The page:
4515 Willard Ave. #2210
Chevy Chase, MD 20815
eniko.basa at verizon dot net
Wed, 14 Oct 2015 18:59:32 EDT by webmaster, 24124 views
Cultural Studies paper by Veizer, Keith (all papers)
VeizerVizerWieserWiezer: The Granite City-Kompolt Connection
My presentation will be based on a book I published in April 2015 with the above title. In the early 1900s my grandparents and many others from Kompolt and Hevesmegye came to a neighborhood in Granite City, Illinois--then called Hungary Hollow, now known as Lincoln Place--to work in newly established factories there. Three of my father’s siblings were born in Hungary; he and five others were born in the United States. For more than two generations there was a vibrant Hungarian-American community in Lincoln Place. Its Magyarhaz, constructed in 1926 and still used by the Mexican Honorary Commission, was a center for many cultural events: dances, plays, weddings, and performances by the Hungarian-American Band. It was also used by the other ethnic communities in the neighborhood: Armenians, Bulgarians, Macedonians, and Mexicans.
I spent a good deal of my childhood listening to stories about the community from my father, who was in 1937 the first ethnic citizen elected to the city’s Board of Aldermen. The first section of the book is a memoir of my father’s family and an account of the early years of the community based on my father’s stories, interviews of Lincoln Place residents conducted by members of an oral history class from SIU-Edwardsville, and wide-ranging research.
The second section of the book recounts my three visits to Kompolt--from 2003 when I found several relatives with whom I have stayed in contact, to 2014 when I studied Hungarian at the Balassi Institute in Budapest for a month before returning to the village. Each visit yielded more information about those who emigrated, those who remained in Kompolt, and those who returned to Kompolt from Granite City. In September the last two years, I have set up a booth at the Lincoln Place Heritage Festival where I share my research with descendants of the original families from Kompolt and others.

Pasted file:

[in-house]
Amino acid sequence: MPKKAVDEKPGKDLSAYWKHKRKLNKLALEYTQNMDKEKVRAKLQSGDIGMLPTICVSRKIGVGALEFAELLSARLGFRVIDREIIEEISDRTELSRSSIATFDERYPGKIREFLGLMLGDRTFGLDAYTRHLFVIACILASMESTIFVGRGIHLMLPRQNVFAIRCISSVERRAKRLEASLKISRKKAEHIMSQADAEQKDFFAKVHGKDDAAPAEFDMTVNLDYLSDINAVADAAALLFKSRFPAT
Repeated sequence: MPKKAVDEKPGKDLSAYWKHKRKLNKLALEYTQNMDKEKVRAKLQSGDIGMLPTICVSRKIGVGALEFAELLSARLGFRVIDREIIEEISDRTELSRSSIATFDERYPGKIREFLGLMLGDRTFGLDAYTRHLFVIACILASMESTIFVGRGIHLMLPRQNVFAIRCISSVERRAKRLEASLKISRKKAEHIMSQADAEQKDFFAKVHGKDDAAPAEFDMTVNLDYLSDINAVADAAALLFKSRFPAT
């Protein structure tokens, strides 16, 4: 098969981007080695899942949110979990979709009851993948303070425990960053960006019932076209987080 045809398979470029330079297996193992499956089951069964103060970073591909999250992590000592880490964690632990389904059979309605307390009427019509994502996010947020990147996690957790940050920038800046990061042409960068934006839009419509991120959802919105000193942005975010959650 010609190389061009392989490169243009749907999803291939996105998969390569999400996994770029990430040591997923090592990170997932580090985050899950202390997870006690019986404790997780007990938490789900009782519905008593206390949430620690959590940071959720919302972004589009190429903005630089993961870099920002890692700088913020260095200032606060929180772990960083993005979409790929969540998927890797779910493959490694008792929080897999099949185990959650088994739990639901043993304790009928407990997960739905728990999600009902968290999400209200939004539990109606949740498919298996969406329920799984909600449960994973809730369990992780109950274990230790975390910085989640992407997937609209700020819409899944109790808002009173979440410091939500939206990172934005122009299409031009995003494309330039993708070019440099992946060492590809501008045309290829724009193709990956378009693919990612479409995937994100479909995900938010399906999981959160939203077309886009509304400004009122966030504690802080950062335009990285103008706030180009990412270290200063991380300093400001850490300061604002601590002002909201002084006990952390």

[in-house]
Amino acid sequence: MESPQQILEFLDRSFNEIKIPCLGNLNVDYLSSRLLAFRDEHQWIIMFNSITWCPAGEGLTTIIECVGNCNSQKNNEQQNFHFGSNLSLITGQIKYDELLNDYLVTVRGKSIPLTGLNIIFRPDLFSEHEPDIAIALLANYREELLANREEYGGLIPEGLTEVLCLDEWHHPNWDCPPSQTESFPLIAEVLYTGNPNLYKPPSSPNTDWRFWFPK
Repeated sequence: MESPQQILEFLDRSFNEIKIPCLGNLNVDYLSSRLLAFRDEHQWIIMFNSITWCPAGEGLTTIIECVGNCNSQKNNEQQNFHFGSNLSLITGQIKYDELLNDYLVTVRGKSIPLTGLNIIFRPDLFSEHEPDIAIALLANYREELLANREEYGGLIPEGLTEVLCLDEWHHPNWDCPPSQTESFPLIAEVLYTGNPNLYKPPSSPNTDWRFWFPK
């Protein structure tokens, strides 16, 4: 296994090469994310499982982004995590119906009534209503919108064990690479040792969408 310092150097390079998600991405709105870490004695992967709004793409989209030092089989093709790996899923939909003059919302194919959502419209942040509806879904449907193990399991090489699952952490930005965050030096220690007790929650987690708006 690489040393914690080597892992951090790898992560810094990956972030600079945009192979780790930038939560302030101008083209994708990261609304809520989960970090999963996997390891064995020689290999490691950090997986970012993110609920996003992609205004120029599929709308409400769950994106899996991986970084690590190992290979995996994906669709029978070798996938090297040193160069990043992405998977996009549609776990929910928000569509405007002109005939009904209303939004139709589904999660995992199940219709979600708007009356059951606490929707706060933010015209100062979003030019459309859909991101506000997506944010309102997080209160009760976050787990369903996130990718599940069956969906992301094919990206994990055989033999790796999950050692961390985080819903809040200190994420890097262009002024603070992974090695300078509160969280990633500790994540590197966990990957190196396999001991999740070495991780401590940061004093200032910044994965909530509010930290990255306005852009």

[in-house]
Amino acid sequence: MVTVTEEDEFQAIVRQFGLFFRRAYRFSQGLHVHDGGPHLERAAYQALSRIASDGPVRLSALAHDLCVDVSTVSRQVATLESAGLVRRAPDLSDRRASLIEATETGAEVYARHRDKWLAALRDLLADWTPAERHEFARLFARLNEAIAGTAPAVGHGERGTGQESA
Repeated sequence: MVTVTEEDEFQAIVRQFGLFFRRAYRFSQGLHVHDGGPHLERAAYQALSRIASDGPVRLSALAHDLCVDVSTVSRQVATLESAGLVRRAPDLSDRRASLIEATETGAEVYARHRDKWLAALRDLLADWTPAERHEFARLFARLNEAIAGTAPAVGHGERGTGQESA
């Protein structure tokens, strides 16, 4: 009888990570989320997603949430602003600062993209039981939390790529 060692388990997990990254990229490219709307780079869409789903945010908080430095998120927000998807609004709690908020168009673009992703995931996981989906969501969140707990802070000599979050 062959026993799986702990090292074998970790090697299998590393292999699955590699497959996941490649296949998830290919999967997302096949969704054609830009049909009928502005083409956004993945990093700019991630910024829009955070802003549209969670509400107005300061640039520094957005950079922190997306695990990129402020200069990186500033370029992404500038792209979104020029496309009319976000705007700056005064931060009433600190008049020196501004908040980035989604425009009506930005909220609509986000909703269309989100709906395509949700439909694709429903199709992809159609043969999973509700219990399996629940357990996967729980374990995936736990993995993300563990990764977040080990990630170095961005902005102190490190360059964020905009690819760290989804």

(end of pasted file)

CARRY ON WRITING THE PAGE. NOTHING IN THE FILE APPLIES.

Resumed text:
Brief Professional Bio:
Keith Veizer taught literature, composition and creative writing for forty years in the colleges and secondary schools of New Orleans and am now retired. I received a BA in English from the University of Illinois in 1965, an MA in English from the University of Virginia in 1967, and an MFA in Fiction from the Writers’ Workshop at the University of Iowa in 1983. Over the years I have published eight short stories and one poem in literary magazines and journals.